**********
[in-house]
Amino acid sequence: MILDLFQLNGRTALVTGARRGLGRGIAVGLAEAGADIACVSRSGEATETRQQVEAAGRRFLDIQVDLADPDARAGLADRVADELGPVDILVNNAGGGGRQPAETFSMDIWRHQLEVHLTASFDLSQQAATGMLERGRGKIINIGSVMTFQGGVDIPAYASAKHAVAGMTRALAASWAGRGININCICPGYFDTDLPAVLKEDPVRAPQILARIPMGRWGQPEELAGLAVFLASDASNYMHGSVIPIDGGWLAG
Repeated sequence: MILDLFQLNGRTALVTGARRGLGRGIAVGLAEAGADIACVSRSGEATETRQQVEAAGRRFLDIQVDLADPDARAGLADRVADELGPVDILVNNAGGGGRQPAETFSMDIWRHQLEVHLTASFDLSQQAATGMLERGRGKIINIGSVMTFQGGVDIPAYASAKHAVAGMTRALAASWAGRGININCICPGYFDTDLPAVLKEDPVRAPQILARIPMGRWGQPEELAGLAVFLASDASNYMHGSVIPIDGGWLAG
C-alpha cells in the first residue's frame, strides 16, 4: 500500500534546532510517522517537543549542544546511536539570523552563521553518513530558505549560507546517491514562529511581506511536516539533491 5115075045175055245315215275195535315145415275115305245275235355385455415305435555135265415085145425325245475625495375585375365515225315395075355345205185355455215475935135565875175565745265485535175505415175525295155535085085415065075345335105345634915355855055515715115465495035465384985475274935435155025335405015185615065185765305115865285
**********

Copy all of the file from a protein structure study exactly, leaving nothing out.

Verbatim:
[in-house]
Amino acid sequence: MILDLFQLNGRTALVTGARRGLGRGIAVGLAEAGADIACVSRSGEATETRQQVEAAGRRFLDIQVDLADPDARAGLADRVADELGPVDILVNNAGGGGRQPAETFSMDIWRHQLEVHLTASFDLSQQAATGMLERGRGKIINIGSVMTFQGGVDIPAYASAKHAVAGMTRALAASWAGRGININCICPGYFDTDLPAVLKEDPVRAPQILARIPMGRWGQPEELAGLAVFLASDASNYMHGSVIPIDGGWLAG
Repeated sequence: MILDLFQLNGRTALVTGARRGLGRGIAVGLAEAGADIACVSRSGEATETRQQVEAAGRRFLDIQVDLADPDARAGLADRVADELGPVDILVNNAGGGGRQPAETFSMDIWRHQLEVHLTASFDLSQQAATGMLERGRGKIINIGSVMTFQGGVDIPAYASAKHAVAGMTRALAASWAGRGININCICPGYFDTDLPAVLKEDPVRAPQILARIPMGRWGQPEELAGLAVFLASDASNYMHGSVIPIDGGWLAG
C-alpha cells in the first residue's frame, strides 16, 4: 500500500534546532510517522517537543549542544546511536539570523552563521553518513530558505549560507546517491514562529511581506511536516539533491 5115075045175055245315215275195535315145415275115305245275235355385455415305435555135265415085145425325245475625495375585375365515225315395075355345205185355455215475935135565875175565745265485535175505415175525295155535085085415065075345335105345634915355855055515715115465495035465384985475274935435155025335405015185615065185765305115865285